How old is your roof? If you’re not sure, it’s a good idea to check. Most will last for decades if they don’t get damaged by weather, but that reliable longevity can lure you into overlooking small warning signs. Regardless of your roof’s age, don’t let damage or wear go unheeded. You could end up with structural problems that affect your entire home. Take a few moments to learn how long your roofing material should last, how weather may impact it, and what the warning signs look like.
Your roof’s life depends on its materials.
Most homes have asphalt or composite shingles. These last about 20 years, but the premium brands can go up to 50. Fiber cement will give you about 25 years. And architectural asphalt, which is thicker, holds for about 30 years, as does cedar shake.
On the longer end of the scale, metal lasts 40 to 80 years according to the International Association of Certified Home Inspectors. Slate and tile stand strong even longer. You can find slate roofs that are more than 100 years old.
But weather can damage any roof.
Durable materials, like metal, slate, and tile, stand up best to harsh weather, but any surface will sustain damage under certain conditions. For example, high winds can push up shingles along the edges, loosening them or pulling them off altogether. If you lose a shingle, those left around the gap become more vulnerable. Depending on how air flows around your house, strong winds can create suction, actually pulling material away. Wind can also bring down tree branches, loosen chimney bricks or satellite receivers, causing breakage.
Hail causes some of the greatest damage to roofs. In a hailstorm, nature is throwing rocks at your house, and the hard, icy balls can dent metal, crack tiles and wear away the protective granules on asphalt shingles. While most material can resist small hailstones, you should always check for signs of damage after a storm.
Roofing material generally stands up well to snow and ice, but heavy conditions could cause cracking. Melted snow can seep into existing fissures, and when it refreezes and expands, it may weaken or fracture tiles and shingles.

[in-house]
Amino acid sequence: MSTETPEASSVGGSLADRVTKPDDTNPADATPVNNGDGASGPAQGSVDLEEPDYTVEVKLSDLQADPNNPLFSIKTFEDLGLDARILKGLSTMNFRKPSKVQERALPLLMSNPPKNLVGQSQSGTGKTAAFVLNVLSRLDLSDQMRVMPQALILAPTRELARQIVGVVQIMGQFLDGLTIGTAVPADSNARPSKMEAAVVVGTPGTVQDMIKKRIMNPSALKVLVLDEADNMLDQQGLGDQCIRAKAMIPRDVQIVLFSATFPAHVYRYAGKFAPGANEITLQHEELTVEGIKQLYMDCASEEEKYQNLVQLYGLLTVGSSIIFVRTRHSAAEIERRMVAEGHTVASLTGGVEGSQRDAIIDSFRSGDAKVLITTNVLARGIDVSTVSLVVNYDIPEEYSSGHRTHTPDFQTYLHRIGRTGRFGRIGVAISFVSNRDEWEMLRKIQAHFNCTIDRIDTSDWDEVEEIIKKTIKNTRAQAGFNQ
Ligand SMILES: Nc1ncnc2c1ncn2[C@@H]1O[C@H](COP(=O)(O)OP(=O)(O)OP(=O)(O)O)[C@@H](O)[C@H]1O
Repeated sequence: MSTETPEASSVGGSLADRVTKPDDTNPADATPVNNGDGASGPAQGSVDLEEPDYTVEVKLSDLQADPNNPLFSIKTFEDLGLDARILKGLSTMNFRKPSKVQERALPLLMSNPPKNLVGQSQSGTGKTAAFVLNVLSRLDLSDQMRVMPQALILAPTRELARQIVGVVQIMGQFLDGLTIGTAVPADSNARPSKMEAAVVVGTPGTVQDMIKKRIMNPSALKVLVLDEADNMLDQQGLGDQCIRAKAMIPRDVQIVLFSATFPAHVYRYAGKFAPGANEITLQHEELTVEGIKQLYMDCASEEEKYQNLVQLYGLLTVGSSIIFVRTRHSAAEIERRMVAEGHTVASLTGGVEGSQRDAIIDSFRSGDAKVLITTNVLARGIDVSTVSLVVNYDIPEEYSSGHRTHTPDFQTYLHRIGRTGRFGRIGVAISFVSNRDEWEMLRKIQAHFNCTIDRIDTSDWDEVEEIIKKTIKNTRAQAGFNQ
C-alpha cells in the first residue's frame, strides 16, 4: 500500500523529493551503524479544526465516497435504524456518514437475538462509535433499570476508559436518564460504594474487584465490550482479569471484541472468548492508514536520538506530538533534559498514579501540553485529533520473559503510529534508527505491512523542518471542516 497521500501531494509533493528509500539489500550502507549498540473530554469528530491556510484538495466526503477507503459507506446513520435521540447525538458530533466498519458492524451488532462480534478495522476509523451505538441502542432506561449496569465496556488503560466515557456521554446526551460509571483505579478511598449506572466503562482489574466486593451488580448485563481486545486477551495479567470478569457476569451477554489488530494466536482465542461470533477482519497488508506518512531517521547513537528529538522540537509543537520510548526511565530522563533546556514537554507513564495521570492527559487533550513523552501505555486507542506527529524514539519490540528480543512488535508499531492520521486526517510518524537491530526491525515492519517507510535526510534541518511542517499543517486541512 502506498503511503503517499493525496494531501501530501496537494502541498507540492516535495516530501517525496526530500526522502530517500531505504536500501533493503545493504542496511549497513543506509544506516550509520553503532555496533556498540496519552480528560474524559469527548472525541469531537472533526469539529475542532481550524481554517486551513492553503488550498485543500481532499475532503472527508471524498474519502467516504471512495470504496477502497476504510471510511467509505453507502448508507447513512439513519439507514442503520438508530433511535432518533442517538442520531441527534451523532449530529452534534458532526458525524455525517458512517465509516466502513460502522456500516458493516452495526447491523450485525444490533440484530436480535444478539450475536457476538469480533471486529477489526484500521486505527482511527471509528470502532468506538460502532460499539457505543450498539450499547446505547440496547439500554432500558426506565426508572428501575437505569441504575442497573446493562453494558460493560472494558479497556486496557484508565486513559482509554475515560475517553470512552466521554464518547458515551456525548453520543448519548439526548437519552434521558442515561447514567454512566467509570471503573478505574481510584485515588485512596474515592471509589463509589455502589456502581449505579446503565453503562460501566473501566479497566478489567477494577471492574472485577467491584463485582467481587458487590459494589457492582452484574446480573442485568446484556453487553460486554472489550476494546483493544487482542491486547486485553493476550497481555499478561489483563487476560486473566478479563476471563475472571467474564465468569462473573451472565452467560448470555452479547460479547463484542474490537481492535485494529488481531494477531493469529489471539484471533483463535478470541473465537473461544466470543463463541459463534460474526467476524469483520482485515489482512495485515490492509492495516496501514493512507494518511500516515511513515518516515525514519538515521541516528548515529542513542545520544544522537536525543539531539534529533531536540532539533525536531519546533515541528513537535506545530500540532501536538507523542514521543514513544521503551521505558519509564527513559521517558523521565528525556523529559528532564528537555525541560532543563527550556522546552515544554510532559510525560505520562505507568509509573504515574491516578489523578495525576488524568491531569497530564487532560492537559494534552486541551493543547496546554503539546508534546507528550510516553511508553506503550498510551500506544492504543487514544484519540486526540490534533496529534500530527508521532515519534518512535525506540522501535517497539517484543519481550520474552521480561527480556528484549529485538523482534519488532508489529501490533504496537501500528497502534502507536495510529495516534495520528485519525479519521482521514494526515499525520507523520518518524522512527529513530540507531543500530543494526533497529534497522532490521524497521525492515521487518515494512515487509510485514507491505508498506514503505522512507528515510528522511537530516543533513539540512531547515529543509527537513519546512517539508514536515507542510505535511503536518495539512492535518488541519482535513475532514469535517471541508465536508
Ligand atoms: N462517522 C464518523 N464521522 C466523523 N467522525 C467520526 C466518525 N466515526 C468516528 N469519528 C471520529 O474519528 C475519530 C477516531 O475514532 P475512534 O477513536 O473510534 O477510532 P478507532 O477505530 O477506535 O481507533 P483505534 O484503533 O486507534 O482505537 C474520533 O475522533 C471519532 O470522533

The good old sun can even wear out your roof. Intense UV will break down materials over time, especially asphalt and wood shake.
Warning signs will tell when it’s time for repairs.
You should regularly inspect your roof for signs of age or failure, especially after heavy weather. Look for shingles that are curled at the edges or buckled up from below. Note any missing or cracked pieces. With asphalt, check the gutters for granules. These indicate that the protective covering is wearing off. Slate or tile shingles can also sustain small punctures caused by hail or wind-propelled projectiles. Weak slate tiles will also show surface flaking or roughness.
Check for rusted or damaged flashing around the chimney, skylights, vents, and in low valleys. Any rust, dents or tears could allow water to seep in. Also, watch out for mold, fungus or green moss. Wood shake is especially vulnerable in wet climates because it absorbs water over time. Inspect it regularly for mold or splits.
Always examine the roof from inside as well. Go into the attic on a sunny day and look for any light leaks. Bring a flashlight and scan the area for wet spots or water staining.
When you see damage, don’t panic. It doesn’t necessarily mean you need to replace your entire roof. However, you do need to have it assessed and repaired to prevent further trouble. If you see something that concerns you or you want an expert opinion, call us at DryHome Roofing & Siding. We’ll let you know how serious the problem is and help you decide what to do about it. Regardless of your roof’s age, regular inspection and maintenance will keep it going as long as possible.